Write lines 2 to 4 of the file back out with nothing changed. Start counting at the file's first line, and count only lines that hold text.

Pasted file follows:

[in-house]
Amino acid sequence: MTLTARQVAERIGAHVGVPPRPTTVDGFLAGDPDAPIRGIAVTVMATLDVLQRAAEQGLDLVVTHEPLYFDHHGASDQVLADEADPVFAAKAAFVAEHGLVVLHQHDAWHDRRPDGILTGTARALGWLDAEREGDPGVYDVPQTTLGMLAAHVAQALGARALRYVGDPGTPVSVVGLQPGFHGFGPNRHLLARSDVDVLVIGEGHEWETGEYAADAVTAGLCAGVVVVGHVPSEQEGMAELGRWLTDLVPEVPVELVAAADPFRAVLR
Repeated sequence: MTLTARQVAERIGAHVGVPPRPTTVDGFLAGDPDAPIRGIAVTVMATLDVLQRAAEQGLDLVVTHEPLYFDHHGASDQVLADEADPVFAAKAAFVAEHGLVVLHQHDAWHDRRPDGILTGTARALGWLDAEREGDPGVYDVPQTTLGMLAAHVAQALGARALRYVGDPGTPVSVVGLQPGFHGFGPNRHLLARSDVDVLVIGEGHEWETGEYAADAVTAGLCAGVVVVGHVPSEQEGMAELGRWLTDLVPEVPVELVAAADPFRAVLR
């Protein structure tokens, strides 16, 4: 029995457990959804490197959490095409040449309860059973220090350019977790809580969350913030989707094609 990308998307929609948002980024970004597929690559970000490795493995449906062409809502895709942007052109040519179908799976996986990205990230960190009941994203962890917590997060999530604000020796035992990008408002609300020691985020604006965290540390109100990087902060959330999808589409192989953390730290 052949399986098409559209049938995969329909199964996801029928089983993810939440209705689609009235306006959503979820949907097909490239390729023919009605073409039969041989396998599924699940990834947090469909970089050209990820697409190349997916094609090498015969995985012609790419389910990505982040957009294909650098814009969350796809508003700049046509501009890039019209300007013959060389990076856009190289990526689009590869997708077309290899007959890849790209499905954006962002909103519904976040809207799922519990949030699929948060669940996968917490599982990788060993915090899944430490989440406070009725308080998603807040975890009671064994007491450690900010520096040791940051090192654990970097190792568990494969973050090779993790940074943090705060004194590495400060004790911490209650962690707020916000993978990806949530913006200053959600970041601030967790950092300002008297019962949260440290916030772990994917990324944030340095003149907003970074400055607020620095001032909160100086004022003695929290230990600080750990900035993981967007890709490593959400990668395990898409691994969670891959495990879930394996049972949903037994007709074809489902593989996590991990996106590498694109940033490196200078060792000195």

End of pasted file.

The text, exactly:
Amino acid sequence: MTLTARQVAERIGAHVGVPPRPTTVDGFLAGDPDAPIRGIAVTVMATLDVLQRAAEQGLDLVVTHEPLYFDHHGASDQVLADEADPVFAAKAAFVAEHGLVVLHQHDAWHDRRPDGILTGTARALGWLDAEREGDPGVYDVPQTTLGMLAAHVAQALGARALRYVGDPGTPVSVVGLQPGFHGFGPNRHLLARSDVDVLVIGEGHEWETGEYAADAVTAGLCAGVVVVGHVPSEQEGMAELGRWLTDLVPEVPVELVAAADPFRAVLR
Repeated sequence: MTLTARQVAERIGAHVGVPPRPTTVDGFLAGDPDAPIRGIAVTVMATLDVLQRAAEQGLDLVVTHEPLYFDHHGASDQVLADEADPVFAAKAAFVAEHGLVVLHQHDAWHDRRPDGILTGTARALGWLDAEREGDPGVYDVPQTTLGMLAAHVAQALGARALRYVGDPGTPVSVVGLQPGFHGFGPNRHLLARSDVDVLVIGEGHEWETGEYAADAVTAGLCAGVVVVGHVPSEQEGMAELGRWLTDLVPEVPVELVAAADPFRAVLR
């Protein structure tokens, strides 16, 4: 029995457990959804490197959490095409040449309860059973220090350019977790809580969350913030989707094609 990308998307929609948002980024970004597929690559970000490795493995449906062409809502895709942007052109040519179908799976996986990205990230960190009941994203962890917590997060999530604000020796035992990008408002609300020691985020604006965290540390109100990087902060959330999808589409192989953390730290 052949399986098409559209049938995969329909199964996801029928089983993810939440209705689609009235306006959503979820949907097909490239390729023919009605073409039969041989396998599924699940990834947090469909970089050209990820697409190349997916094609090498015969995985012609790419389910990505982040957009294909650098814009969350796809508003700049046509501009890039019209300007013959060389990076856009190289990526689009590869997708077309290899007959890849790209499905954006962002909103519904976040809207799922519990949030699929948060669940996968917490599982990788060993915090899944430490989440406070009725308080998603807040975890009671064994007491450690900010520096040791940051090192654990970097190792568990494969973050090779993790940074943090705060004194590495400060004790911490209650962690707020916000993978990806949530913006200053959600970041601030967790950092300002008297019962949260440290916030772990994917990324944030340095003149907003970074400055607020620095001032909160100086004022003695929290230990600080750990900035993981967007890709490593959400990668395990898409691994969670891959495990879930394996049972949903037994007709074809489902593989996590991990996106590498694109940033490196200078060792000195």